Leave it to Anibal Perez (aka Mr. Clean) to leave this world at age 85 on Veteran's Day. It was his favorite holiday because he served during the Korean War with pride. Anibal was the third of eight children born in Quebradillas, P.R. on July 8, 1936. For years, however, we celebrated it on the 9th because we never really saw his birth certificate until my mom had to get a copy when he applied for Medicare. He said we owed him a present for every year we missed. He had a great sense of humor.
Anibal leaves behind his wife Agustina Perez of almost 56 years. They were wed on December 12, 1965. He said he married her because she had class. As a newlywed he tattooed his calf with a heart and the initials A.P. inside. Together they had 5 children and they named them all so that their first names would begin with the letter A. This way if mom ever left him, he wouldn't need to get the tattoo removed. We call it "Being A Perez" (Anita, Alicia, Aileen, Anibal Jr. and Agustina) He is survived by Anita Perez-DeVos, son-in-law Russ DeVos, and her children Deidra Rodgriguez, son-in-law Juan Rodriguez, and Garrett Wilbur. Alicia Miletic, son-in-law Danny, and their two children Daniel and Christian. Anibal Perez Jr., daughter-in-law Christine and their two children Evan and Brayden. Aileen Noal, son-in-law Steve and her children Brandon Ramos and wife Jenna and daughter Sara. Agustina Mishra, son-in-law Raman and their son Radley. Anibal also leaves behind 3 great grandchildren, James, Luis and Isabella Ramos. He is known as Papa or Papa Chico to his grandchildren. He is also survived by his siblings Max Perez, Hiram Perez and Milagros Gonzalez.
Work was important to Anibal. Being a landscaper for Reinhardt Landscaping, he learned how to carefully tend to his garden and could make a tree grow up against a lattice in such a way, you would never know it was a tree. He moved on from landscaping to transportation being employed by NJ Transit for 27 years before retiring. He took his bus driving seriously. So much so, he'd practice picking up riders with us. On Sundays he'd pack us all into the station wagon and on the way to church, he made us get out at one corner and run to the next, where he then made us give him a quarter to get back in the car! Okay,even if that wasn't entirely true, we would have done it in a minute if he asked us to. It would be the kind of game he'd make up to entertain us. He loved his riders and handled them with great care on his route up and down Main on the 44, now the 74. Oh the stories he'd tell of difficult and special riders near to his heart, the epic snowstorms and more.
He faithfully took his wife and children to church each Sunday and many of the young teens looked up to him and respected him for his wisdom, discipline, and caring. Anibal was known as the sergeant of Our Lady of Fatima in Passaic, NJ. He'd walk up and down the aisle checking that none of the kids were chewing gum, running up and down the stairs or hanging around in the lower church rooms. At home, Anibal ended all of our mealtime prayers with a nonsensical phrase, "Barraru, barraru." We often commented that we didn't know he could speak in tongues! He'd always laugh. His children know it was his way of saying he loved them.
Nothing made us happier than to see how he treated our friends. They still remember him. He loved them as his own and wasn't afraid to yell at them like his own, as well! He was generous with everything he had and we learned to do the same by watching him love others.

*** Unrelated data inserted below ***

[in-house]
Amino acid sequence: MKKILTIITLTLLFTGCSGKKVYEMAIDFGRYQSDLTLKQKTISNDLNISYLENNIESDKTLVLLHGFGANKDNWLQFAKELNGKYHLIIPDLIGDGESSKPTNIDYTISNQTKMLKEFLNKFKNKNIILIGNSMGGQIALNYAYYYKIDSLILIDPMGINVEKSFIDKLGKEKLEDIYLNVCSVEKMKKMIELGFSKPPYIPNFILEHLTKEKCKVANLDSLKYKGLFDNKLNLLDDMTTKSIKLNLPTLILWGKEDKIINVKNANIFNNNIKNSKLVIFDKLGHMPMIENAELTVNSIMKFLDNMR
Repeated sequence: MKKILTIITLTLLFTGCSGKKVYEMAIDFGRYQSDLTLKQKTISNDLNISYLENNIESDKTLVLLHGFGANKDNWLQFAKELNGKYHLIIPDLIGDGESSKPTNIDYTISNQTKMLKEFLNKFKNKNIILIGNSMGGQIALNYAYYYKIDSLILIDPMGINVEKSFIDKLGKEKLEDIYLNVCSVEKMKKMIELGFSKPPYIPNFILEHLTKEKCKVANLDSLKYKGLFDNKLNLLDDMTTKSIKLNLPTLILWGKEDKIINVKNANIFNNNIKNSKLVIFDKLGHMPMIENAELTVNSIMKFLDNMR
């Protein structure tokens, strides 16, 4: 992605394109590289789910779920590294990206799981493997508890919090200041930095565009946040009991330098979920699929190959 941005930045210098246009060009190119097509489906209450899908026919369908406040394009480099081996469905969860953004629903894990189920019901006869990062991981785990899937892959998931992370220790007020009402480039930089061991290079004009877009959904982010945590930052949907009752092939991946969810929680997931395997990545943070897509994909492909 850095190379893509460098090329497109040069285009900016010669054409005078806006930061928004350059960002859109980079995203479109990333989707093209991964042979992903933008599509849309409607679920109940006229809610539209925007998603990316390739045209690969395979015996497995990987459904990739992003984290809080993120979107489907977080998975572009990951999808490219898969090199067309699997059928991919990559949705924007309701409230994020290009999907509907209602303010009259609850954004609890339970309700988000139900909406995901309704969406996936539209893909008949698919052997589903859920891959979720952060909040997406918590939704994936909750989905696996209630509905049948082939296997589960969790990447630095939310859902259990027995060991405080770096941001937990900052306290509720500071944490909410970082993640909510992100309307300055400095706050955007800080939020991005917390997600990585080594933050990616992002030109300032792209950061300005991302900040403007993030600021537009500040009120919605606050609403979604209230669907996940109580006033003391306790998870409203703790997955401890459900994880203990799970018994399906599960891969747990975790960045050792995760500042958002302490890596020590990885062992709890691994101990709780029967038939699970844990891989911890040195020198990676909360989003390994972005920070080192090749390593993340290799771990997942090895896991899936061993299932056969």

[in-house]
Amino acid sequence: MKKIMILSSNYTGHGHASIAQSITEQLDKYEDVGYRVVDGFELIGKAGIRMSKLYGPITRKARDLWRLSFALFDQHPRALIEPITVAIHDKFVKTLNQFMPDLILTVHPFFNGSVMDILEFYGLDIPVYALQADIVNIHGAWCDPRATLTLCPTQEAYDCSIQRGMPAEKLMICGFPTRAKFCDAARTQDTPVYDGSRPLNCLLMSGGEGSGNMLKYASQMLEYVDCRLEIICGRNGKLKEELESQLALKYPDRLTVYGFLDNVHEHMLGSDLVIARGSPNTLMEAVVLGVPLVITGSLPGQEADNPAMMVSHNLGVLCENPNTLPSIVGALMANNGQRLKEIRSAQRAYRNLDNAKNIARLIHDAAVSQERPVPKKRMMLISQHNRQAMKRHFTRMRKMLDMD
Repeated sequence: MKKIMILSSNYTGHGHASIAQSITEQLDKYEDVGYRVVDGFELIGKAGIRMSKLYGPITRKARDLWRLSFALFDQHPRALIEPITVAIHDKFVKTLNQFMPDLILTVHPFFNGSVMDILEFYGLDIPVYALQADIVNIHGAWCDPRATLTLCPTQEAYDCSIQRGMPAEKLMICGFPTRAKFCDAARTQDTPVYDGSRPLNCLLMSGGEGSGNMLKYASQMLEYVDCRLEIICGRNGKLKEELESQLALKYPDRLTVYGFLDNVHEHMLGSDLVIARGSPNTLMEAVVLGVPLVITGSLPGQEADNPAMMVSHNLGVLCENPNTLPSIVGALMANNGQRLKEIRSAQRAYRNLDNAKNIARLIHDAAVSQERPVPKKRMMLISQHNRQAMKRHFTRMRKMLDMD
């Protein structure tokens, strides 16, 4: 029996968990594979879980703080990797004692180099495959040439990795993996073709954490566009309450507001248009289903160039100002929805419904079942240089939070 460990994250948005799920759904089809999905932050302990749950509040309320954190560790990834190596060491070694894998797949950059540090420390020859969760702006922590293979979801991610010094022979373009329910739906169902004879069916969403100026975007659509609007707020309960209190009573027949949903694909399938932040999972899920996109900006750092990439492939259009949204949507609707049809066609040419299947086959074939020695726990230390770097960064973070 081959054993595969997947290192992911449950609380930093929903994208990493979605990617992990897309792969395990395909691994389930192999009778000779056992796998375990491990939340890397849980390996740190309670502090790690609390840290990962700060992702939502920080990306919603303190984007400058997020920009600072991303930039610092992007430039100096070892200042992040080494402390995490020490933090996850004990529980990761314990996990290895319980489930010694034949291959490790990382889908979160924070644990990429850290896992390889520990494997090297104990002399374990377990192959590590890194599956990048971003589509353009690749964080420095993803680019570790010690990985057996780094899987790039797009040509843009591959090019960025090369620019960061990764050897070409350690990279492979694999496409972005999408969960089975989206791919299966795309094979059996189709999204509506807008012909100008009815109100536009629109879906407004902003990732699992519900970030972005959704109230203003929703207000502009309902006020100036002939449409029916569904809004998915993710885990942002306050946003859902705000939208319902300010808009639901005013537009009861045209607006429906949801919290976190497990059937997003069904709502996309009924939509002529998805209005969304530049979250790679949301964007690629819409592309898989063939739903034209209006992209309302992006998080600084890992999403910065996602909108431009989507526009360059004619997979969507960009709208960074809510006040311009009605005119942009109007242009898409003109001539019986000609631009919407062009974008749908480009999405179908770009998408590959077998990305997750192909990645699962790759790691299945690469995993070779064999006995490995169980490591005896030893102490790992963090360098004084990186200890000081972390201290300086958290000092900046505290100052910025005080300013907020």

Anibal was one of the funniest people you could ever meet. His quick wit, funny faces, and crazy noises made his stories come alive. If he told it in English with his heavy Spanish accent, people would inevitably get it once one of us repeated it and he just waited for their reaction with eyes wide open so they could laugh together. His son-in-laws who speak no Spanish became "Anibal-speak experts". If you were extra special, you got a new name! Tanya was Toronja (grapefruit), Lisa was Meleesa, Justin was Justin time, Jason was Jackson and vice versa. As kids we'd listen to a joke he told in Spanish and laugh with him, even though we didn't understand it because his laugh was contagious.
Anibal Perez wasn't perfect but we know he loved us and would do anything for us. He spent Saturdays teaching us how to clean the house army style which is why he earned the nickname Mr. Clean. No clean, no play. He showed us how to care for the things we owned, how to paint, sheetrock, use a hammer and make the best peanut butter and jelly cracker sandwiches you ever had! Which, if you didn't know, he invented. At least that's what he told his children. He gave them a love of all kinds of music from Spanish Jazz to Country to 50s oldies and Polka!. He was the resident D.J. of all our parties.
The latest love in life was his dog Tootie. The family gave him Tootie as a Christmas present 7 years ago. As she walked into the room and toward my father, he looked at us and asked, "You're taking that dog home with you, right?" It was lots of love and treats from that day on. Tootie will miss her dad putting a treat in his pocket for her to find.
His greatest love was for his wife. It was constant. Friday night was date night at home. Dad would put on their music, make drinks and mom would cook surf and turf. They'd laugh, dance and eat. Any of his children or family were invited to join in their special night and to witness the love they had for each other.
He will be missed by so many friends. His family will carry him in their hearts and hear his voice with his accent as they retell his stories with others. We will always remember you, Anibal Perez, our hero. Barraru, barraru.
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